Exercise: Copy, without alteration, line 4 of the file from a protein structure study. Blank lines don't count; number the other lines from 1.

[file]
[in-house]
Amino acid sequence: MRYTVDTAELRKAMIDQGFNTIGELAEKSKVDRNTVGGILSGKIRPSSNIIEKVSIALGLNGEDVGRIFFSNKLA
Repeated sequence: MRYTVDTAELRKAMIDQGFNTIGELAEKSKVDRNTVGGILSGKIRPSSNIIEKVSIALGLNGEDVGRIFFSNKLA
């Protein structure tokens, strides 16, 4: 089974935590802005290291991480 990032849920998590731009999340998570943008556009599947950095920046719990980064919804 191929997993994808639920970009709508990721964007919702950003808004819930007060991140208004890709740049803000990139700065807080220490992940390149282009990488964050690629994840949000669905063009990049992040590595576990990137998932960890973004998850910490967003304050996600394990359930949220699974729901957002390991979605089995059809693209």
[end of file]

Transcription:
């Protein structure tokens, strides 16, 4: 089974935590802005290291991480 990032849920998590731009999340998570943008556009599947950095920046719990980064919804 191929997993994808639920970009709508990721964007919702950003808004819930007060991140208004890709740049803000990139700065807080220490992940390149282009990488964050690629994840949000669905063009990049992040590595576990990137998932960890973004998850910490967003304050996600394990359930949220699974729901957002390991979605089995059809693209």